Space Science: Why Mice, Beer and Sperm Are Sent into Orbit 

By | June 30, 2021

APRIL 12, 1961 YURI GAGARIN became the first person in history to fly into space. After a few decades, the incredible became almost commonplace – the world started talking about space tourism. True, it did not start very smoothly: in 1986, the first space tourist was supposed to be the American teacher Christa McAuliffe, who died 73 seconds after the launch of the Challenger shuttle, and the United States passed a law prohibiting non-professionals from flying into space. But the world was changing, and ways were improving to ensure the safety of passengers.

The ISS has already been visited by businessman Dennis Tito, Canonical founder Mark Shuttleworth, Sensors Unlimited founder Gregory Olsen, Prodea Systems co-founder Anushe Ansari, who became the first woman among space tourists, head of Intentional Software Corporation Charles Simonyi (and twice), computer game developer Richard Garriott and Cirque du Soleil director Guy Laliberté. And Elon Musk’s launch of a Tesla car with a dummy on board is impressive – especially considering the ironic reference to the Hitchhiker’s Guide to the Galaxy novels in the form of a message “Don’t Panic” on the multimedia system.

All this, however, does not mean that humanity has subjugated the cosmos. We still have a lot of tasks ahead of us, for example, plans to colonize Mars. And now scientists do not miss the opportunity to use space for their own purposes. The International Space Station is an in-orbit laboratory where unique experiments can be carried out. This could potentially be useful for both astronauts and future inhabitants of Mars, the flight to which, as it turned out , is twice as dangerous as everyone thought. But so far this allows at least to obtain data for scientific, including medical, discoveries.

Twin astronauts and genome alteration

Scott and Mark Kelly are the only absolutely identical astronauts in the world (they are identical twins). At least that was until Scott spent almost a year in zero gravity. Usually astronauts “live” on the ISS for no more than six months, but Scott Kelly was deliberately sent to the station for a longer period – so that the changes in his body were more noticeable. After returning, the researchers compared his performance with his brother: it turned out that Scott’s height increased by almost five centimeters. In addition, his body weight has decreased, the microbiome (a set of microorganisms) of the intestine has almost completely changed, and the genome, according to preliminary analysis, has undergone some changes.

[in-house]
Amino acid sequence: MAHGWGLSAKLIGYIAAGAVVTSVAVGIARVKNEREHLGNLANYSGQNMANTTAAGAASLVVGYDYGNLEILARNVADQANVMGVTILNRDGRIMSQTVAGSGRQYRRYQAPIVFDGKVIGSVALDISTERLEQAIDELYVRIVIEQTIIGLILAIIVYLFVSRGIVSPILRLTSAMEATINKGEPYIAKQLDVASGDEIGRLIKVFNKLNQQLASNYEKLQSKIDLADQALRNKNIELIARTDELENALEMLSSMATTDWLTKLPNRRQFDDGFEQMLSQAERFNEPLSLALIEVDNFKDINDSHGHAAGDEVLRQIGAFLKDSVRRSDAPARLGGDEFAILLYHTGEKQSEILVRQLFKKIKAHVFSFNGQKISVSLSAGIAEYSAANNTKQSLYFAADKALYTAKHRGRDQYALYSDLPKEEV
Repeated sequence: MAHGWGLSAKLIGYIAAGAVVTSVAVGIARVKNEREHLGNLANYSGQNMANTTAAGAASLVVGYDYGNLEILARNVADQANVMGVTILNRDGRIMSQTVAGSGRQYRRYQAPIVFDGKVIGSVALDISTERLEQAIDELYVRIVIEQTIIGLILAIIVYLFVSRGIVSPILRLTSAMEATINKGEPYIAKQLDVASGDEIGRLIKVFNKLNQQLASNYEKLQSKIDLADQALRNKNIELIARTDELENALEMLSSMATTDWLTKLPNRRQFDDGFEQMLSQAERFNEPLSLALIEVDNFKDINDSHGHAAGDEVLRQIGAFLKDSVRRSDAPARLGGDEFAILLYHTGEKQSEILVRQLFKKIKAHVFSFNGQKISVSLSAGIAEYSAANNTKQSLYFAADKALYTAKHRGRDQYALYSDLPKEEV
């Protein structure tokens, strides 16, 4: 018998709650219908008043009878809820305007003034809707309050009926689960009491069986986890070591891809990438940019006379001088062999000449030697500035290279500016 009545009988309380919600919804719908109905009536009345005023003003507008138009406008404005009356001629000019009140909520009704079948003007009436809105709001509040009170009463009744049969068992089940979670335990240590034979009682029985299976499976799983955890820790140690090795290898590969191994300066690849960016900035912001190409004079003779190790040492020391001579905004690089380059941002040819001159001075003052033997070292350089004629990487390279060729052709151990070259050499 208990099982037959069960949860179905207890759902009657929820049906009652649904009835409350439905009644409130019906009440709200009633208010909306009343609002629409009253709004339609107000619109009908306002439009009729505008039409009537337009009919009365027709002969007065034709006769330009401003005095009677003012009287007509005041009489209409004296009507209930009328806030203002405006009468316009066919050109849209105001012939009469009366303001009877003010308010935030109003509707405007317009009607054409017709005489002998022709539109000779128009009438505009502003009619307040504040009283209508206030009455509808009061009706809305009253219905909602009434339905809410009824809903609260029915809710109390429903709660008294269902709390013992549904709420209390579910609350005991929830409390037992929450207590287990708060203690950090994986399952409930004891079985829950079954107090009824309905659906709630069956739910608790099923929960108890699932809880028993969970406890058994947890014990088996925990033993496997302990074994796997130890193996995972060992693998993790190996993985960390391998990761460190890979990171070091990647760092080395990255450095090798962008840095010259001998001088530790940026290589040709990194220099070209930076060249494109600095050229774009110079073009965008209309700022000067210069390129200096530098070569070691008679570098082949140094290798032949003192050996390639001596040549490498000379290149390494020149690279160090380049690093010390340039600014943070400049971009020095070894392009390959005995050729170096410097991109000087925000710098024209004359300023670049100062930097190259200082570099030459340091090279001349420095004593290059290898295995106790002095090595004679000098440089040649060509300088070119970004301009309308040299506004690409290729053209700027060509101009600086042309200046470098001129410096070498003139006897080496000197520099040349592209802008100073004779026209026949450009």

All this allowed NASA experts to declare that the space environment activated a group of “space” genes in Scott Kelly’s body, which affected immunity, bone tissue, vision, hearing and some other indicators. Despite the fact that most of the changes (for example, growth) returned to their starting point after some time , about 7% of the genes were fixed in the new state. Scientists believe that the reason for what is happening should be sought in “cosmic stress” – the impact on the body of an atypical environment, which the body perceives as a threat, responding to it accordingly.

In previous studies, by the way, it was noted that space flights have a special effect on the brain, making it more neuroplastic . According to an experiment conducted at the University of Michigan, the amount of gray matter in some areas of the cosmonauts decreased, while in others, more needed at the moment – for example, in the areas responsible for the movement of the lower extremities – increased.

At the same time, a team of scientists from the University of Florida found that when traveling to the moon, astronauts have an increased risk of heart problems: based on data received from participants in the Apollo program from 1961 to 1972 , they found that space radiation causes about five times more harm to the heart and blood vessels of “lunar” astronauts in comparison with astronauts who have never flown to the moon.

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